A Day In Hampton Court Palace – A Taste of Henry XVIII’s Tudor Court

History remembers England’s King Henry XVIII for his notorious excesses – excess wives, excesses in food and drink and excessing the Catholic church. At Hampton Court, Henry XVIII’s favorite residence, you can still see where he lived, loved and died.

In the Base Court looking 

Hampton Court is about 10 miles south west of central London on the river Thames, and makes for an easy day trip from the city. The palace was built in 1515 by Cardinal Wolsey, Henry’s chief minister-for a time. Henry liked Hampton court and visited frequently in the summers, with almost 800 courtiers in tow. Wolsey spent lavish amounts of money and made Hampton Court the grandest palace in England. So it’s no surprise that when Wolsey fell out of favor with the king and died, Henry seized the property for himself and enlarged it, especially the kitchens.

For Henry, the meals he served his court were not just about eating, but also about showing the wealth and power and magnificence of his monarchy. The kitchens had to produce enough food to feed 600-1000 people each day, twice a day. And Henry was known for having lavish seven hour or longer feasts. All the needed food was brought in and closely managed for efficiency and cost. The raw food came in one end of the kitchens and the finished meals came out the other end. The court cooks and diners had a surprising variety of choices and flavors imported from distant lands- citrus fruits, almonds and olive oil from the Mediterranean, sugar from Cypress and spices from China, Africa and India. The royal diners also enjoyed a luxury for their time-fresh meat. The Hampton Court website lists the following annual consumption of meat: 8200 sheep, 2330 deer, 1870 pigs, 1240 oxen, 760 calves and 53 boar. Keeping all this food cold made use of an ingenious bit of architecture. The Fish Court, the narrow alley connecting all the storerooms, was built running north to south so that it gets little sunlight and therefore stayed cooler. Cooking all of this meat was done mostly on roasting spits in enormous fireplaces that used up about a ton of fuel each day. Also, running water was piped in to the kitchens from springs three miles away. But water was not for drinking. Huge quantities of wine were imported from Europe and stored in large wine cellars. Even greater quantities of beer (600,000 gallons a year) were brought in for both servants and guests.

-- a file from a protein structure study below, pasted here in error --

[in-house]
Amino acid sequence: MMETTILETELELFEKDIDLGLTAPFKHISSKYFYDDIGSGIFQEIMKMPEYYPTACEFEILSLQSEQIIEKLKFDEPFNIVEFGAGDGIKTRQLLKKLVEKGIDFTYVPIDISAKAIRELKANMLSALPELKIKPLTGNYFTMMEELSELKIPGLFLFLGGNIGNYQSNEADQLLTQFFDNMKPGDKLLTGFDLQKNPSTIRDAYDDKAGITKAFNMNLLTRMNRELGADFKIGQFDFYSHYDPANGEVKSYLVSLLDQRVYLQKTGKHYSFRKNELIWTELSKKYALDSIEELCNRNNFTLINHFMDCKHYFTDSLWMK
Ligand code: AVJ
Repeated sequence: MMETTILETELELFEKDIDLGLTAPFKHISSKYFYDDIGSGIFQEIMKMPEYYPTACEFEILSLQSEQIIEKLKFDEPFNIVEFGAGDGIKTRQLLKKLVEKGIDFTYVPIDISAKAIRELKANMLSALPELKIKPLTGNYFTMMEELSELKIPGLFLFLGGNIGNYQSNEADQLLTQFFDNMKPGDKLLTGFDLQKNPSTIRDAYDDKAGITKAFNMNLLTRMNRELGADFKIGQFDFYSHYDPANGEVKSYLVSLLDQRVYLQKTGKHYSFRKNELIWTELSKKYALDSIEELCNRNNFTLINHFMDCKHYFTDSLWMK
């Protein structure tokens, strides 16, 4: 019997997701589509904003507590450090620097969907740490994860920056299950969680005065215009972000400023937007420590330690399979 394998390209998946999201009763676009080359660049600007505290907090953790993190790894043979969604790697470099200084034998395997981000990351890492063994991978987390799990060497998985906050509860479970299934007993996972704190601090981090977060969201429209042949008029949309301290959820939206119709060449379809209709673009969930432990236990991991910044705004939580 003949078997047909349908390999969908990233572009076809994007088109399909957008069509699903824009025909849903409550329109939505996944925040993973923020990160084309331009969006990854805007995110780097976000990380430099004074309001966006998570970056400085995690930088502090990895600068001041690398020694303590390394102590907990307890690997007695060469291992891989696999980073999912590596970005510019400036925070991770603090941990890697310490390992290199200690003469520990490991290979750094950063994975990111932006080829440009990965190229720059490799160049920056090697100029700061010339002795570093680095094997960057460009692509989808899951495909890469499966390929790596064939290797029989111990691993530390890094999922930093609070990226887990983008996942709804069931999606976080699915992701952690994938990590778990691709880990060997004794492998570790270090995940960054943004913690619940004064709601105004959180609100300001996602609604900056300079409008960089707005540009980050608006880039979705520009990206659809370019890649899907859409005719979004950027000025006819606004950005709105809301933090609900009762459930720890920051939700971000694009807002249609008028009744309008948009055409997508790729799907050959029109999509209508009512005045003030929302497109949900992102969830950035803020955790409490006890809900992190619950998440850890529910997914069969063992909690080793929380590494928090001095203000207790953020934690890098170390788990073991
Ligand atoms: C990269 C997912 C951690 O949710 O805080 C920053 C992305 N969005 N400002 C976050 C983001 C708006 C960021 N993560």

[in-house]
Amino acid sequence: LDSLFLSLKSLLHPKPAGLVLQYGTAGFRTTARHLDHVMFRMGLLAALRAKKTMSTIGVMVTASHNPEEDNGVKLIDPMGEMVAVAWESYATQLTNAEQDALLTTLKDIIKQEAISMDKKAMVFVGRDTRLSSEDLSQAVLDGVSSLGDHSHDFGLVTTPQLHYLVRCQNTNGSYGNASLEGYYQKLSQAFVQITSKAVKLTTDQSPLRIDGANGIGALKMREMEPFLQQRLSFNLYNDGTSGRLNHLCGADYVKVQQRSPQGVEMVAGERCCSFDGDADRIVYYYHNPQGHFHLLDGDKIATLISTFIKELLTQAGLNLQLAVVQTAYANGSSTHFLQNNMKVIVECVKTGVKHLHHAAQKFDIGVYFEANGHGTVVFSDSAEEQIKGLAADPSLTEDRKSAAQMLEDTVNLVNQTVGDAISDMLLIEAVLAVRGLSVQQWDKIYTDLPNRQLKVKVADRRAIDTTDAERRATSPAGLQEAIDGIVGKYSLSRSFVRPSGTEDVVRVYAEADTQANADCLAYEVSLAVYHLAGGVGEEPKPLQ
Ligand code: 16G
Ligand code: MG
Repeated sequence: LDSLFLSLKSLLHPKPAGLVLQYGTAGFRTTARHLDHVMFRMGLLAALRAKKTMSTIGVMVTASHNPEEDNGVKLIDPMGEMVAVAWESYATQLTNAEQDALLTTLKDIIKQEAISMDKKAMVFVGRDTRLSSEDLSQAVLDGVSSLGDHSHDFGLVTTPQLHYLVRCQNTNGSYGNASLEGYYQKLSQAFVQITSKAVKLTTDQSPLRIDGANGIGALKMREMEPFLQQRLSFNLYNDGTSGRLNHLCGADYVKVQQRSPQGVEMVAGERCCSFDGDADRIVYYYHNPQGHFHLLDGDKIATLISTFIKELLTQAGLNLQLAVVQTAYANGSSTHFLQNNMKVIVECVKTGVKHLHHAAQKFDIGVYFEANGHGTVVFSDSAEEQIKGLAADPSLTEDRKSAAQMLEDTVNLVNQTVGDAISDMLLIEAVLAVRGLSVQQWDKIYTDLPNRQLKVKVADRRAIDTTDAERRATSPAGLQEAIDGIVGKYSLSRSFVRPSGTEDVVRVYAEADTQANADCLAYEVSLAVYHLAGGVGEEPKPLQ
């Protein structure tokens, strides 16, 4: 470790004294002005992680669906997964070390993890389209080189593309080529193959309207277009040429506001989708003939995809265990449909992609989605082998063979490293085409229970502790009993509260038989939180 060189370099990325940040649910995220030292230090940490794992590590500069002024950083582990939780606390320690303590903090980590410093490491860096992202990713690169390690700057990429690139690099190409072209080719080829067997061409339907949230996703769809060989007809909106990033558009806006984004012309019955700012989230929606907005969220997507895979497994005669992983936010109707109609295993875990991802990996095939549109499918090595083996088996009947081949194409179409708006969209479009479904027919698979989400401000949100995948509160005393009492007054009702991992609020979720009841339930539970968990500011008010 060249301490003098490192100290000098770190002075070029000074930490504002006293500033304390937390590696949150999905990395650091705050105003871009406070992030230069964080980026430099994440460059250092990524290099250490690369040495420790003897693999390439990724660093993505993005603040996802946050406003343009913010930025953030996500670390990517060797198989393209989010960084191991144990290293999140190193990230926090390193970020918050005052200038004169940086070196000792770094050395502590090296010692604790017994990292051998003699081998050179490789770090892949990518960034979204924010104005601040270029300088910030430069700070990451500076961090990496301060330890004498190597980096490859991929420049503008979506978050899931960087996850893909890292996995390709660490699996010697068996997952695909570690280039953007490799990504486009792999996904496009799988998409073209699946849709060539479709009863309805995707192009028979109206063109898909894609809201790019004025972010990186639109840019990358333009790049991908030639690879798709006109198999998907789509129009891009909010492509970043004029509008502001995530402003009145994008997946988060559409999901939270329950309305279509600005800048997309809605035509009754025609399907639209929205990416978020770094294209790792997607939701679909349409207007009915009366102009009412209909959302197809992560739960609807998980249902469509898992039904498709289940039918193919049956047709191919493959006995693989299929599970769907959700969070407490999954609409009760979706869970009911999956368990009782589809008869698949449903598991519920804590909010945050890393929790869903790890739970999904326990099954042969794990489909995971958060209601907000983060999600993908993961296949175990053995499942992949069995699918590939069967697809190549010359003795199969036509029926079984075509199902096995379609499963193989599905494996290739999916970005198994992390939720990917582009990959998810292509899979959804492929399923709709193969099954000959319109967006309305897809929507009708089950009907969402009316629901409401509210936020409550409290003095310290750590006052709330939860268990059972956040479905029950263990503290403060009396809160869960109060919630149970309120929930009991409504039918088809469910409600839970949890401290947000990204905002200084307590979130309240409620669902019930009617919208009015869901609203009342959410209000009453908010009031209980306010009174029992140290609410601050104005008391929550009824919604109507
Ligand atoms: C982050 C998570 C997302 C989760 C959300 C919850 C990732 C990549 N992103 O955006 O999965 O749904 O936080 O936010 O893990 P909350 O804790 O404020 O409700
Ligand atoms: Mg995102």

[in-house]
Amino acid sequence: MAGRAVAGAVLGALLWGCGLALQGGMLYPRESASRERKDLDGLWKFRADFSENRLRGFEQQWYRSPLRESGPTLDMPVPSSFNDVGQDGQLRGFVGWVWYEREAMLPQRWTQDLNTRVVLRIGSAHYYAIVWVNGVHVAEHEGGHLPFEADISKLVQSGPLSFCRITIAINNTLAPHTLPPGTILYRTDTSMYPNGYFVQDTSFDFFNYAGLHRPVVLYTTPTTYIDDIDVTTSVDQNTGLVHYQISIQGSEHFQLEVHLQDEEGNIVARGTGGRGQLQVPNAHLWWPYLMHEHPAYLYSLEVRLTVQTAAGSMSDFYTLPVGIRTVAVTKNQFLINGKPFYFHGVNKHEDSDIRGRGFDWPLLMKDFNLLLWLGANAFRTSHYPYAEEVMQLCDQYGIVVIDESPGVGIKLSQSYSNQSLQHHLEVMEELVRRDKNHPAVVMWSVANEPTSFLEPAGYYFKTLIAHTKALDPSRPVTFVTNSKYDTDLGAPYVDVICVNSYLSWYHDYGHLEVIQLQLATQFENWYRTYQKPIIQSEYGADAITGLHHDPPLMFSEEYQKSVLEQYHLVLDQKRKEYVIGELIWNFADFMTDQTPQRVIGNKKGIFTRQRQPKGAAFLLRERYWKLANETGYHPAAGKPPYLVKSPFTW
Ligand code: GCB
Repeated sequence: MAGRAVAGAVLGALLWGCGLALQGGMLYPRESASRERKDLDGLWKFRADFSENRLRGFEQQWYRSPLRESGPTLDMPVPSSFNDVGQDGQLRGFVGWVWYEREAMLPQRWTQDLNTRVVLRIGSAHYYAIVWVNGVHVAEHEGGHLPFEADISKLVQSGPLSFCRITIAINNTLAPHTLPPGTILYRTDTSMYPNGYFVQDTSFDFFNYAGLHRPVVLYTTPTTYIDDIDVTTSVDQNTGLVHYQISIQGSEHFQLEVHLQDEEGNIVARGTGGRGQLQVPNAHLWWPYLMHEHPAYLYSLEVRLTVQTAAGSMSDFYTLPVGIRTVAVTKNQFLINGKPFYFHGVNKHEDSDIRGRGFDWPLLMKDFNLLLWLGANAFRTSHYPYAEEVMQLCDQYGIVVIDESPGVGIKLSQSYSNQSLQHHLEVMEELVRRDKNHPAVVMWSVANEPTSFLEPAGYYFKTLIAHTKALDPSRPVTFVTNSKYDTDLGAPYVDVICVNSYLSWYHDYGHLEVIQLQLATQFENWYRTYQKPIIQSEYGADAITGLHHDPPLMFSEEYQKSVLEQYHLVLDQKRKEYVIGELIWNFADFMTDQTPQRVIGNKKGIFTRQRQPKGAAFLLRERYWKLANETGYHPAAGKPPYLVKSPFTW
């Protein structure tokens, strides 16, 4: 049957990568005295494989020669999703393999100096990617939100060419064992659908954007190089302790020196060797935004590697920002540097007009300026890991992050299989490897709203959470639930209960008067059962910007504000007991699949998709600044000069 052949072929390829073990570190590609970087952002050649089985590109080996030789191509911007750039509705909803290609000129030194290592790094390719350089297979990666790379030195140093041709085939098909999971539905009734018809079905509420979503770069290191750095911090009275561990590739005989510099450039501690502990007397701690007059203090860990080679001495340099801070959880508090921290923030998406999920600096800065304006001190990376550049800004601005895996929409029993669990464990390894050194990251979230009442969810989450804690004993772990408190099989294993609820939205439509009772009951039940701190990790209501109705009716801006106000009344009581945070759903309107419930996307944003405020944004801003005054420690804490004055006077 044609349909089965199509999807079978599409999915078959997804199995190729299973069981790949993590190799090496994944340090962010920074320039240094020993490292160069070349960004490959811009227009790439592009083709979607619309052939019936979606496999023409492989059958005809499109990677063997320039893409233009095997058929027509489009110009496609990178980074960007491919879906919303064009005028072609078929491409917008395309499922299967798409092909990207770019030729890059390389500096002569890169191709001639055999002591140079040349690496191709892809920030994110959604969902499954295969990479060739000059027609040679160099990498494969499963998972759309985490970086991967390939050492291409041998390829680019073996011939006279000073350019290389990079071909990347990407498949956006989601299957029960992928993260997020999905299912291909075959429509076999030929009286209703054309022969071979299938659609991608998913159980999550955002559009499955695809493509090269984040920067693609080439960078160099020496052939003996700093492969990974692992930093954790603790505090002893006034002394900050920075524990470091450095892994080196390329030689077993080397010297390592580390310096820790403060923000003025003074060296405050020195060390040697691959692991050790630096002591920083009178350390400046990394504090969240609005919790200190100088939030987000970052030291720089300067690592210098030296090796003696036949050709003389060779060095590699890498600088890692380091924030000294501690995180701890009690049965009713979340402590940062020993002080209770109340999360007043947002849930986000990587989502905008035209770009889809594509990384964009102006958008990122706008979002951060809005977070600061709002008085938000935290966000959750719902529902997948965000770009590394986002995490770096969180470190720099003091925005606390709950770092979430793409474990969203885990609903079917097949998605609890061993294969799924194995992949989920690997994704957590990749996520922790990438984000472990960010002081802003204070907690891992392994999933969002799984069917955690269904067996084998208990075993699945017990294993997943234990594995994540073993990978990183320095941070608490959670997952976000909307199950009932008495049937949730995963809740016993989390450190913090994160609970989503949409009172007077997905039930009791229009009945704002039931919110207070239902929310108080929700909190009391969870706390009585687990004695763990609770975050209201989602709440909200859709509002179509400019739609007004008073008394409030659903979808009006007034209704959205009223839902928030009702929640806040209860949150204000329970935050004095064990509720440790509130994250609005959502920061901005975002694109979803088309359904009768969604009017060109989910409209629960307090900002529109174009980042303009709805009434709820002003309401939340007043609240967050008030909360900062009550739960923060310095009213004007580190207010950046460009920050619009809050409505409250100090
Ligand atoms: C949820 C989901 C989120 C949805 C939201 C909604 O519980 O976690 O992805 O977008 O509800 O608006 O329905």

All this revelry took place in the imposing Great Hall – built as a token of love for wife number two, Anne Boleyn. The ornate carvings included his and hers initials (A and H) entwined with lover’s knots. But when Anne fell out of favor and lost her head, Henry ordered all traces of her to be removed. All the initials were carved off, except for one which was missed-see if you can find it. One little quirk about the magnificent carved ceiling – little carved figures sit on the eaves looking down at the diners. They were called “eves droppers” and were put there to remind courtiers that everything in this hall could be overheard, and so not to gossip.

The tapestries in the Great Hall are original from Henry’s time and tell the biblical story of Abraham. Henry commissioned these extravagant tapestries to celebrate the birth of his son, Edward, and they cost a fortune – the same as the cost of a warship.

Next door to the Great Hall is the Great Watching Chamber where people stood and waited to catch a glimpse of their monarch. Henry built this especially for wife number three – Jane Seymour. 

Unfortunately, Jane Seymour died of complications from the childbirth of Henry’s son, Edward. It is said that her heart and lungs are buried in a lead box underneath the altar of the Chapel Royal at Hampton Court. This chapel is where Henry attended mass, where his son Edward was baptized and where he married wife number six – Catherine Parr. Today the chapel is open for services to all that wish to attend, and at the two Sunday masses and evensong you can hear the chapel choir.

The Royal Chapel at Hampton Court

Sadly, this is all that remains of the Tudor period inside the Hampton Court Palace. By 1689 when William and Mary took over the monarchy, the decor appeared dated and was out of style. They started on a massive renovation project that was supposed to convert this Palace to a likeness of the one at Versailles.  Fortunately, they ran out of money, and as a result, we now still have a glimpse into the life of one of England’s most notorious monarchs.

The renovated part of Hampton Court with its formal gardens.

To get to Hampton Court from London, take the train from Waterloo Station to the Hampton Court Station, and walk across the Hampton Bridge to get to the Palace entrance. 

Do you have thoughts or comments about this post? I would love to hear from you on my facebook  page.

Thanks for visiting,

Rose